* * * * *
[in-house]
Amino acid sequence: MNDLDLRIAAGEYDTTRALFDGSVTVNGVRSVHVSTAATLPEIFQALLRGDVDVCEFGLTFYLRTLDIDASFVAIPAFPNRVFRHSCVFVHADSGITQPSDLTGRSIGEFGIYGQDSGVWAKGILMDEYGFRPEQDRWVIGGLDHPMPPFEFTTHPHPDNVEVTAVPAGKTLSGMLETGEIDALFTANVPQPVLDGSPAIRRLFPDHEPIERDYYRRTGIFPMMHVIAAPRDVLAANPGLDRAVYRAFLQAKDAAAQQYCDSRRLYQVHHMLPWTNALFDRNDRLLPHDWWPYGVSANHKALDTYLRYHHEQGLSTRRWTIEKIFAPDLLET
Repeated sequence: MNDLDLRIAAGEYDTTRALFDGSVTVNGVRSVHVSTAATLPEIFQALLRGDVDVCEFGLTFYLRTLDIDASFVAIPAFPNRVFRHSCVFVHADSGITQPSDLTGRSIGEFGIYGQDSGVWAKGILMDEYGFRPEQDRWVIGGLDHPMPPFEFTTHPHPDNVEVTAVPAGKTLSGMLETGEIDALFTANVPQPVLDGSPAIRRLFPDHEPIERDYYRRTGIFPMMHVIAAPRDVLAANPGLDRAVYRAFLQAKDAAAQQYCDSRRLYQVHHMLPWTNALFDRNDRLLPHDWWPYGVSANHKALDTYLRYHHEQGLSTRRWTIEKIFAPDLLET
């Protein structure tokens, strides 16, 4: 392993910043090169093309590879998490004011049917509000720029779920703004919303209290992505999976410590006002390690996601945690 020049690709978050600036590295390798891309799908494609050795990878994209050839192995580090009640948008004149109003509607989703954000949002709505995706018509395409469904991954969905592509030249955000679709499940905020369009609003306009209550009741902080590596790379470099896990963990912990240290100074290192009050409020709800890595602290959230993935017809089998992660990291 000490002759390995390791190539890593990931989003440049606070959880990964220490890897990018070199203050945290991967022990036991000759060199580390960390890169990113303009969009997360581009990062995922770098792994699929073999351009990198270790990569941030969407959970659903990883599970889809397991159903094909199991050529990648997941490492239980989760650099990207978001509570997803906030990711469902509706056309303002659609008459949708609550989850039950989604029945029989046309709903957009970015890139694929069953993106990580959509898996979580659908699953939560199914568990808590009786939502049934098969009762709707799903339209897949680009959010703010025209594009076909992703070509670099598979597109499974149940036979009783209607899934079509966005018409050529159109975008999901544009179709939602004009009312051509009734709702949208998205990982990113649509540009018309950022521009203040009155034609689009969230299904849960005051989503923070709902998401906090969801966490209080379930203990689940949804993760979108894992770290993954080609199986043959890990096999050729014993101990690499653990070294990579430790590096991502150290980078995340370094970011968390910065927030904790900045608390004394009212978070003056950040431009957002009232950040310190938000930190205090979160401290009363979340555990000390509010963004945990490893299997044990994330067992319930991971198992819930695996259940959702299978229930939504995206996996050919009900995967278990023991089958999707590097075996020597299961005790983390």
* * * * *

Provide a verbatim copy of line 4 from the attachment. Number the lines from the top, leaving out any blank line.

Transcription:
């Protein structure tokens, strides 16, 4: 392993910043090169093309590879998490004011049917509000720029779920703004919303209290992505999976410590006002390690996601945690 020049690709978050600036590295390798891309799908494609050795990878994209050839192995580090009640948008004149109003509607989703954000949002709505995706018509395409469904991954969905592509030249955000679709499940905020369009609003306009209550009741902080590596790379470099896990963990912990240290100074290192009050409020709800890595602290959230993935017809089998992660990291 000490002759390995390791190539890593990931989003440049606070959880990964220490890897990018070199203050945290991967022990036991000759060199580390960390890169990113303009969009997360581009990062995922770098792994699929073999351009990198270790990569941030969407959970659903990883599970889809397991159903094909199991050529990648997941490492239980989760650099990207978001509570997803906030990711469902509706056309303002659609008459949708609550989850039950989604029945029989046309709903957009970015890139694929069953993106990580959509898996979580659908699953939560199914568990808590009786939502049934098969009762709707799903339209897949680009959010703010025209594009076909992703070509670099598979597109499974149940036979009783209607899934079509966005018409050529159109975008999901544009179709939602004009009312051509009734709702949208998205990982990113649509540009018309950022521009203040009155034609689009969230299904849960005051989503923070709902998401906090969801966490209080379930203990689940949804993760979108894992770290993954080609199986043959890990096999050729014993101990690499653990070294990579430790590096991502150290980078995340370094970011968390910065927030904790900045608390004394009212978070003056950040431009957002009232950040310190938000930190205090979160401290009363979340555990000390509010963004945990490893299997044990994330067992319930991971198992819930695996259940959702299978229930939504995206996996050919009900995967278990023991089958999707590097075996020597299961005790983390």